On May 5, the Consumer Financial Protection Bureau (CFPB) released its long-awaited proposed rule (Proposed Rule) on the use of arbitration clauses by consumer financial services companies in their customer contracts that restrict a customer’s ability to file or join a class action lawsuit. The Proposed Rule will be open for comment for 90 days after the date it is published in the Federal Register.

Section 1028(a) of the Dodd-Frank Act required the CFPB to study the use of the mandatory arbitration clauses in consumer financial markets. The CFPB released its study early last year and later introduced an outline of proposed restrictions on mandatory arbitration. The study’s results and the outline left little doubt that the CFPB intended to act aggressively to limit the use of arbitration clauses with class action waivers in financial consumer agreements, and in that respect, the Proposed Rule does not disappoint.

The Proposed Rule would enact the following:

  • Prohibit providers of “covered consumer financial products and services,” such as credit cards, deposit accounts, other consumer loans, and automobile loans from using an agreement with a consumer that provides for arbitration of any future dispute between the parties and bars the consumer from filing or participating in a class action. Excluded are transactions subject to FINRA arbitration.
  • Require providers that participate in predispute arbitration to submit certain records to the CFPB (including the arbitrator’s judgment or award) so the CFPB can monitor arbitration proceedings and determine if further rulemaking is required.

The Proposed Rule would apply prospectively to agreements entered into 211 days after the final rules’ publication in the Federal Register.

The general ban on the use of mandatory arbitration as the sole remedy for most disputes arising under consumer financial product or services contracts is not unexpected. The CFPB touts the Proposed Rule as providing “a day in court for consumers,” having a “deterrent effect” on companies that fail to comply with the law out of concern of being subject to a class action, and having “increased transparency” through the mandatory submission of arbitration records to the CFPB. The CFPB has been openly and highly critical of mandatory arbitration clauses. In the news release accompanying the Proposed Rule, the CFPB calls mandatory arbitration clauses “contract gotcha[s]” through which “companies can sidestep the legal system, avoid accountability, and continue to pursue profitable practices that may violate the law and harm countless consumers.”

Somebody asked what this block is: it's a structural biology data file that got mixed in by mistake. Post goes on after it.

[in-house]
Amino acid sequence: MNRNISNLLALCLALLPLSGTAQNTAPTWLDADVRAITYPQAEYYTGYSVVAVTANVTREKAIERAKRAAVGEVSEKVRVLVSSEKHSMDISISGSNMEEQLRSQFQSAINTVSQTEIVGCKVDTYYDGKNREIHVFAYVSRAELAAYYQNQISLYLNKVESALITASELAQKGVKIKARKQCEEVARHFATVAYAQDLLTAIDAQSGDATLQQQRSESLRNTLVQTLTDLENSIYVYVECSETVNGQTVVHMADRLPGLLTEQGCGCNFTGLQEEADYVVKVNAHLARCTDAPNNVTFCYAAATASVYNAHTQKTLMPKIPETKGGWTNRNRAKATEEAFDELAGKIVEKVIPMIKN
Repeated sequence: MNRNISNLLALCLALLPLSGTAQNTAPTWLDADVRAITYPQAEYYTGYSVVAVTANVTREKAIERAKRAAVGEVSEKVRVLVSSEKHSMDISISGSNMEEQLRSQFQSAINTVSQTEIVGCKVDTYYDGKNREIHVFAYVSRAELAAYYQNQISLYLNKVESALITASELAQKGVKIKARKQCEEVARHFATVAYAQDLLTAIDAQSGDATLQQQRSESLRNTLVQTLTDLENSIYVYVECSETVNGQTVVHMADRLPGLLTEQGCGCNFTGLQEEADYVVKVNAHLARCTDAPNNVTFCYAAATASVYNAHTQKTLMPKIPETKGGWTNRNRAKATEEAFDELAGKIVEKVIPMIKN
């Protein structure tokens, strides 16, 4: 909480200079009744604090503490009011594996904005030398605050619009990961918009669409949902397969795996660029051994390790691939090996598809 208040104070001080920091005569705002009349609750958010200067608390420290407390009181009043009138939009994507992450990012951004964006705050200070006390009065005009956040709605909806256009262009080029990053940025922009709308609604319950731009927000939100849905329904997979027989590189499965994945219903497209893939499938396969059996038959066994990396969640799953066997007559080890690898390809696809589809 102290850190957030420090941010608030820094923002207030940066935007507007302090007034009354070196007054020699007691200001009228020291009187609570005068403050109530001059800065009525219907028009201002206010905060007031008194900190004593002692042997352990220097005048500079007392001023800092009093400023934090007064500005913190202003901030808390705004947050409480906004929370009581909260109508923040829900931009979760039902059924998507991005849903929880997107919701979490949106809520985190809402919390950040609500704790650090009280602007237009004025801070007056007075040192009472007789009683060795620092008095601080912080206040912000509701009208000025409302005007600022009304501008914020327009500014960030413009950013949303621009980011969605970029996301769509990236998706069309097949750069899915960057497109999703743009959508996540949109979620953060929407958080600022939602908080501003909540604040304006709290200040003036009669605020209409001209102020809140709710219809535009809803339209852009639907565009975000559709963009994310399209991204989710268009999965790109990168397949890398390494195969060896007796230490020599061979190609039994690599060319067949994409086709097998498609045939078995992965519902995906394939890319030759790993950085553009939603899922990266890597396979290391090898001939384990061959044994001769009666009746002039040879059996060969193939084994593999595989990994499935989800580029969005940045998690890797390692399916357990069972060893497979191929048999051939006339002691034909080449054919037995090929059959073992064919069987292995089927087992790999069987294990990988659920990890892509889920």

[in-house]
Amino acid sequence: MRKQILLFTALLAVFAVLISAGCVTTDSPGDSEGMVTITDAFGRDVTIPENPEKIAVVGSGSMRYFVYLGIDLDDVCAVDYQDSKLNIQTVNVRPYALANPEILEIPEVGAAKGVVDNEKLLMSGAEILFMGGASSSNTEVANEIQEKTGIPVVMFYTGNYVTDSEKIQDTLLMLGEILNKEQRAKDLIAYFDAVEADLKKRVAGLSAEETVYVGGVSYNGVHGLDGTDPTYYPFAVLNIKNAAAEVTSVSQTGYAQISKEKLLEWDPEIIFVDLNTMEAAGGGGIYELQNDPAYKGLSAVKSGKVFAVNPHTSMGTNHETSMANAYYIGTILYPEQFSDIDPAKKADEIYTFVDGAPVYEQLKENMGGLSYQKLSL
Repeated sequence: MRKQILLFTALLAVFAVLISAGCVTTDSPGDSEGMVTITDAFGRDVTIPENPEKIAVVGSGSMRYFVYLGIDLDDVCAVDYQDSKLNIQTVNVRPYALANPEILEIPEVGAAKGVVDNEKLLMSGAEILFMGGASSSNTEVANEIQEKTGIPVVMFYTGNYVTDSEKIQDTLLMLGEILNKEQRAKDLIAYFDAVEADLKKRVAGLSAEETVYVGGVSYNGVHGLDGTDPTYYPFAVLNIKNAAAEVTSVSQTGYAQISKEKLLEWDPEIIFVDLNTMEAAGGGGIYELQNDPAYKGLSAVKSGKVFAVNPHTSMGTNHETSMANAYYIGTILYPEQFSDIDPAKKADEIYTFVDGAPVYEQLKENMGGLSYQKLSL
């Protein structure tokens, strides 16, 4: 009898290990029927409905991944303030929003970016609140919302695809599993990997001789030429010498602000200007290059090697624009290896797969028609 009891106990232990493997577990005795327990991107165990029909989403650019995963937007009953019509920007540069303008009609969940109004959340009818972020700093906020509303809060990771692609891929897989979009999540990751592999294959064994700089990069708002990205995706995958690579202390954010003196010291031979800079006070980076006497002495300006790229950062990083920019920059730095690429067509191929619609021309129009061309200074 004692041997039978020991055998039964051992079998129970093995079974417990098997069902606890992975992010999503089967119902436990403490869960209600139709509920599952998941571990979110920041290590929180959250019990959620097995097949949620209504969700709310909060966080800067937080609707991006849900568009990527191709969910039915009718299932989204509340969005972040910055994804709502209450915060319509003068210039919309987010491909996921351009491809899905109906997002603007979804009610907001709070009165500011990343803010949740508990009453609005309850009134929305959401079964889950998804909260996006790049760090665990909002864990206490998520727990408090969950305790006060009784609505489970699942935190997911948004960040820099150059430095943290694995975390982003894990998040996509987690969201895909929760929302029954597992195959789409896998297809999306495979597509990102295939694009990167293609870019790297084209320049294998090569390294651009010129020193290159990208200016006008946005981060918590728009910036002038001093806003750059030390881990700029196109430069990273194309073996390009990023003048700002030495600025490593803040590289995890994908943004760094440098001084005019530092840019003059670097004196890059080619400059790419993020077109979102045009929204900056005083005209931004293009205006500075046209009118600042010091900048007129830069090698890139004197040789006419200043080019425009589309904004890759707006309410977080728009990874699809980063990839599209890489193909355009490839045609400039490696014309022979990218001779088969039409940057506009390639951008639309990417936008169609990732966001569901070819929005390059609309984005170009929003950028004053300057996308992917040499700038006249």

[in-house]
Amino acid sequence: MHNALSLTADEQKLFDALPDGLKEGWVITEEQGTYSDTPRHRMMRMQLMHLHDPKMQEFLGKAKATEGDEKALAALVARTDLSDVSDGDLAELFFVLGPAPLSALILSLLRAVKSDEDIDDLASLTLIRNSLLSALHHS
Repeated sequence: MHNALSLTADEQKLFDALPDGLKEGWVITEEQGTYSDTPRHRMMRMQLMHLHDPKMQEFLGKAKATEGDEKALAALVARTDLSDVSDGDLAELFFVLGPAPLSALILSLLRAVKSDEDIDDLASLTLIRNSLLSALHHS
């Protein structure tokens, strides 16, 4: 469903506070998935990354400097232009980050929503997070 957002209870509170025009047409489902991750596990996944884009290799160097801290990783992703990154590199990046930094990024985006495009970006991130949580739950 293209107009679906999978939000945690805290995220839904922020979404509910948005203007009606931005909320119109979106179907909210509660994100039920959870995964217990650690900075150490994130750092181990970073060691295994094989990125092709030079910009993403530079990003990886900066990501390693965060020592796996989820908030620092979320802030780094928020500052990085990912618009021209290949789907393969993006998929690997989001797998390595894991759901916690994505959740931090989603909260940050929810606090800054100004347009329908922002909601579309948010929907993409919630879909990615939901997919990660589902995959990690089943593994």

If (or perhaps more accurately, when) the Proposed Rule is finalized, it will almost assuredly result in significantly increased litigation and compliance costs for financial institutions and other providers of consumer financial products and services, and at least some of those costs will most likely be passed on to consumers. It has already been hailed as a victory by plaintiff class action lawyers, who predict a vast rise in class action filings. Significantly, however, although the Proposed Rule will eliminate the restriction on class action lawsuits that currently is standard in these customer agreements, nothing in them changes class certification standards. If certification is denied, individual matters may be sent to arbitration.

Fortunately for providers of consumer financial products and services, since the time that arbitration clauses were first introduced as part of consumer agreements, there have been a number of important legal changes that help providers weed out meritless class actions, including, among others, the Class Action Fairness Act (which allows most large class actions to be litigated in federal court), heightened pleading requirements at the outset of the case, and various cases interpreting Rule 23 of the Federal Rules of Civil Procedure. In turn, it will be incumbent on financial institutions and other providers to leverage these tools in mounting a vigorous defense to the anticipated wave of class action defenses.

In addition, the Proposed Rule does not affect the requirement that state attorneys general be notified of proposed class action settlements and have an opportunity to intervene in the settlement under the Class Action Fairness Act before any proposed class action settlement is finally approved. Thus, there will be a watchdog to ensure that settlements really do benefit consumers and not merely contingent fee plaintiffs’ lawyers.

We expect a good deal of industry input to emerge on the scope of “covered consumer financial products and services” as well as the type of information required to be submitted to the CFPB. Regardless of how these discussions play out, however, any final rule almost certainly will contain a broad prohibition on the use of mandatory arbitration clauses in consumer financial product and services agreements.